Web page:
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Eur J Nucl Med Mol Imaging. 2004 Sep;31(9):1231-6. Epub 2004 Jun 3.

The performance of( 18)F-fluorodeoxyglucose positron emission tomography in small solitary pulmonary nodules.

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1
Department of Pulmonary Diseases, VU University Medical Centre, De Boelelaan 1117, 1081 HV, Amsterdam, The Netherlands.

Abstract

Solitary pulmonary nodule (SPN, intraparenchymal lung mass <3 cm) is often a diagnostic challenge. This study was performed to evaluate the diagnostic accuracy of( 18)F-fluorodeoxyglucose positron emission tomography (FDG PET) in radiologically indeterminate SPN < or =10 mm on spiral CT. Between August 1997 and March 2001, we identified all patients with radiologically indeterminate SPNs < or =10 mm who were referred for FDG PET imaging at the VU University Medical Centre. All PET scans were retrospectively reviewed by an experienced nuclear medicine physician. PET was considered positive in cases with at least moderately enhanced focal uptake, and otherwise as negative. Lesions were considered benign on the basis of histology, no growth during 1.5 years or disappearance within at least 6 months. Thirty-five patients with 36 SPNs < or =10 mm in diameter at clinical presentation were identified (one patient had two metachronous lesions). In 13 of 14 malignant nodules and in two of 22 benign nodules, diagnosis was confirmed by histology. Prevalence of malignancy was 39%. PET imaging correctly identified 30 of 36 small lesions. One lesion proved to be false negative on PET (CT: 10 mm), and in five lesions, PET scans proved to be false positive. Specificity was 77% (17/22; 95% CI: 0.55-0.92), sensitivity 93% (13/14; 95% CI: 0.66-1.0), positive predictive value 72% (13/18; 95% CI: 0.46-0.90) and negative predictive value 94% (17/18; 95% CI: 0.73-1.0). This retrospective study suggests that FDG PET imaging could be a useful tool in differentiating benign from malignant SPNs < or =10 mm in diameter at clinical presentation. Such results may help in the design of larger prospective trials with structured clinical work-up.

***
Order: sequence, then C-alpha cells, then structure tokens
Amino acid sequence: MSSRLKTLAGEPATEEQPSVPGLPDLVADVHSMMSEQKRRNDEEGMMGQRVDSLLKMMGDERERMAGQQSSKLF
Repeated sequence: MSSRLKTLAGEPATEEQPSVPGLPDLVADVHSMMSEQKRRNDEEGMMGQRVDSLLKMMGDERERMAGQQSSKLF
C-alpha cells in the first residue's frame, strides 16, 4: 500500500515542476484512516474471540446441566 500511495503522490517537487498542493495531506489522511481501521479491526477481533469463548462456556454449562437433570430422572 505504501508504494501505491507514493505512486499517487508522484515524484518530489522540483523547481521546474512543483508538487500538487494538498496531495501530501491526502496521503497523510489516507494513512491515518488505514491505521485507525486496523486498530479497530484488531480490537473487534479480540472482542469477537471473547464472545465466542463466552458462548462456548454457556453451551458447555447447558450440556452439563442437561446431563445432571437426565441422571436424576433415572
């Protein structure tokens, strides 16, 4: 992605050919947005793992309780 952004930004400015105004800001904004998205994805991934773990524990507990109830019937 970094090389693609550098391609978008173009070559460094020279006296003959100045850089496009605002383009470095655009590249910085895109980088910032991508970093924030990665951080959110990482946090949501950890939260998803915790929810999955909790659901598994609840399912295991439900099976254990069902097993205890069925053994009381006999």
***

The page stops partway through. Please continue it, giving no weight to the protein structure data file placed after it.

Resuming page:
PMID:
15175835
DOI:
10.1007/s00259-004-1552-7
[Indexed for MEDLINE]

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